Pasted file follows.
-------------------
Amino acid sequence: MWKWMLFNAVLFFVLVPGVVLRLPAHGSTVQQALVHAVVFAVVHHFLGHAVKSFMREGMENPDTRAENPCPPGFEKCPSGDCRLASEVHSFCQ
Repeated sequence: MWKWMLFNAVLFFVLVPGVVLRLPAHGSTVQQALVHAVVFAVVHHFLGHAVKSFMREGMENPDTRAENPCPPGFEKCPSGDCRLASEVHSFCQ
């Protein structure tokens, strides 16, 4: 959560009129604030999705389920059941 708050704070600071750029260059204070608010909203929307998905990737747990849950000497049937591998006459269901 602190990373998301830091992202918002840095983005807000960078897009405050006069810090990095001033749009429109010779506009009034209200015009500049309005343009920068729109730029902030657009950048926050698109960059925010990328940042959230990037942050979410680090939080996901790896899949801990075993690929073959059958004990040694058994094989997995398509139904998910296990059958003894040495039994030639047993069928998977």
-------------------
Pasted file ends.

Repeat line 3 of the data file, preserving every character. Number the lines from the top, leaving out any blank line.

């Protein structure tokens, strides 16, 4: 959560009129604030999705389920059941 708050704070600071750029260059204070608010909203929307998905990737747990849950000497049937591998006459269901 602190990373998301830091992202918002840095983005807000960078897009405050006069810090990095001033749009429109010779506009009034209200015009500049309005343009920068729109730029902030657009950048926050698109960059925010990328940042959230990037942050979410680090939080996901790896899949801990075993690929073959059958004990040694058994094989997995398509139904998910296990059958003894040495039994030639047993069928998977």